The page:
A campaign has been announced by the Uruguayan government that warns of the dangers of cryptocurrency scams


The campaign titled“Fake Coins: Cryptocurrency Scams” has recently been circulated by the Ministry of the Interior of Uruguay, and was launched in partnership with El Paccto and [email protected] in a partnership that involves 17 different Latin American and European countries.

Police and prosecutors have joined forces across various LatAm countries (including Argentina, Bolivia, Chile, Colombia, Costa Rica, Ecuador, El Salvador, Spain, Guatemala, Honduras, Mexico, Panama, Paraguay, Peru, Portugal, the Dominican Republic and Uruguay) with the objective of launching a global communication and awareness campaign.

The FakeCoins document provided by the Department of the Interior of Uruguay outlines the reasoning behind the campaign:

“Cryptocurrencies have become popular as a media phenomenon and as a new investment instrument. As such, they are a legal and useful financial tool if you know how to use them. However, as a result of its fame, a series of scams have appeared that, using cryptocurrencies as a hook, confuse investors in order to steal their money.”

“In the same way as FakeNews, cryptocurrency scams have grown in the last few years. With this campaign we are using this concept to identify the schemes used by scammers. The first thing that has to be done to eliminate FakeNews and FakeCoins is to have the tools to detect them. Without a doubt, the best investment begins with our security.”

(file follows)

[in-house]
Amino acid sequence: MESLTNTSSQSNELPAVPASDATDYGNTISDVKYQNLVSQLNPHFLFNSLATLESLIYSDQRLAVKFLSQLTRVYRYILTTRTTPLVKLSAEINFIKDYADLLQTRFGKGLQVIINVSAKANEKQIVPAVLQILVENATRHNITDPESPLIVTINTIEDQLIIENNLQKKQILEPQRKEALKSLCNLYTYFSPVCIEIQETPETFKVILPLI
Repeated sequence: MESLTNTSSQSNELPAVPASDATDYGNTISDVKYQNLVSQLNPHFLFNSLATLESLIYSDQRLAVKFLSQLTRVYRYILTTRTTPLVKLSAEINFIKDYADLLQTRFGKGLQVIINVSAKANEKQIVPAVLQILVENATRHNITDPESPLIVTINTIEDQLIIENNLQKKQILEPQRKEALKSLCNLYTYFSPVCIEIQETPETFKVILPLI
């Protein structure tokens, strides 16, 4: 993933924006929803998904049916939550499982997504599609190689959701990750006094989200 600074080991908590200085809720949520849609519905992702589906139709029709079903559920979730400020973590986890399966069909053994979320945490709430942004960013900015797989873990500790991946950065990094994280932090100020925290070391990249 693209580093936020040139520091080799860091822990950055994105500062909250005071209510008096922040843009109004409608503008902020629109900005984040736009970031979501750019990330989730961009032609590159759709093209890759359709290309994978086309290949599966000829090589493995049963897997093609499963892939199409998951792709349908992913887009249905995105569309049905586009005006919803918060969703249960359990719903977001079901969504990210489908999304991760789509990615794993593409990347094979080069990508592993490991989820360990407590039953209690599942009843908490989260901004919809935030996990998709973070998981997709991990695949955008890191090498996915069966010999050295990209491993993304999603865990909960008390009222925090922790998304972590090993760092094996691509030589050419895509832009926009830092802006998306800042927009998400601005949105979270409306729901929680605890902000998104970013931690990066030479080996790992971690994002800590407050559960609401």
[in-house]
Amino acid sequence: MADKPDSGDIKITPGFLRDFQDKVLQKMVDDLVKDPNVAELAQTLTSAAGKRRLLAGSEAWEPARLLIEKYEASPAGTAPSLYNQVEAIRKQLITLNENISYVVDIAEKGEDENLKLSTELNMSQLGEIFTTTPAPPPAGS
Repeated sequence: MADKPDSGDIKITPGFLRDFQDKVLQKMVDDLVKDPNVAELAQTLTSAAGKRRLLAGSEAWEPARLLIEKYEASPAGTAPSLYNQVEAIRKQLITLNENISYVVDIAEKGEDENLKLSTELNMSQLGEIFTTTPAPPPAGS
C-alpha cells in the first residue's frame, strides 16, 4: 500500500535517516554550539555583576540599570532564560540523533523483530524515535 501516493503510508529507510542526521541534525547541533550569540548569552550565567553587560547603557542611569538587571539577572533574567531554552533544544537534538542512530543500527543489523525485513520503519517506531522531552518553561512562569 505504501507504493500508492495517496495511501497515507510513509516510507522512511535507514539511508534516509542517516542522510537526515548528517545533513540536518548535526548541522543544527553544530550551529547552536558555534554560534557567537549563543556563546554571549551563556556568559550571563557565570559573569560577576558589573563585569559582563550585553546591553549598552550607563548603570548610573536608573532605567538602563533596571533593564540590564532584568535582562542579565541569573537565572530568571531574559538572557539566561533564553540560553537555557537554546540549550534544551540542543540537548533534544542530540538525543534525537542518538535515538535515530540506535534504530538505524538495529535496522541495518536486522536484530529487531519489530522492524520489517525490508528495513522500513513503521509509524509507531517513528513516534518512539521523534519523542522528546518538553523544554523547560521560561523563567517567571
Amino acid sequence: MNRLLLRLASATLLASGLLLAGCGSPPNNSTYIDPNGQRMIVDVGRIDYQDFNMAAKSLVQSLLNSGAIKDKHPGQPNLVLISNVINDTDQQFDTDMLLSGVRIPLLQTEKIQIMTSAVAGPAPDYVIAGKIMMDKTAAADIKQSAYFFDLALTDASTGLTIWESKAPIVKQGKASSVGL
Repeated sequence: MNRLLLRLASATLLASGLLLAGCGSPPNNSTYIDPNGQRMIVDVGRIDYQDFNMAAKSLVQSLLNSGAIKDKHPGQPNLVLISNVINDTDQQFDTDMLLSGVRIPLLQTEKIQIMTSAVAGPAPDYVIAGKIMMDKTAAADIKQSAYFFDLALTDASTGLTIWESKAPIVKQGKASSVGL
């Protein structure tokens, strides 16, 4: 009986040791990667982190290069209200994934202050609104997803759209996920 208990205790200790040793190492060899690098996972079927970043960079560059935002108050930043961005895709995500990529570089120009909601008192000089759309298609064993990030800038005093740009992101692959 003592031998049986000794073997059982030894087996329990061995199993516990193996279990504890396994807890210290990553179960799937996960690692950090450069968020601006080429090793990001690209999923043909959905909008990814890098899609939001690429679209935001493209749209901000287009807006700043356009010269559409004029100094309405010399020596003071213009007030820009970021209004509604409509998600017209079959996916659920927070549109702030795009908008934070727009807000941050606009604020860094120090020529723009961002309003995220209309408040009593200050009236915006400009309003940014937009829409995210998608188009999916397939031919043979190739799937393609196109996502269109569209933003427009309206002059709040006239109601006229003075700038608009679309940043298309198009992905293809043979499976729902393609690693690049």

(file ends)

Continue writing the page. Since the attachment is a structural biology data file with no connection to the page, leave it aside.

The campaign was launched in March 2022 by the European Union EL PAcCTO programme and the [email protected] network in a bid to address the issue of cryptocurrency scams on both sides of the Atlantic.

Claudia Liebers, from the Directorate General INTPA of the European Commission noted: “We need to be ready for challenges such as cyber threats. The campaign that we are presenting today is an example of the European Union’s work to forge firm alliances with our partners in Latin America”.

Sergio Muñoz Yáñez, general director of the Chilean Investigative Police outlined the campaign’s goals, namely: “alerting society to the most common scams involving cryptocurrencies, stopping them from falling victim and, if they have been affected, providing them with channels to file complaints.”

Disclaimer: This article is provided for informational purposes only. It is not offered or intended to be used as legal, tax, investment, financial, or other advice.

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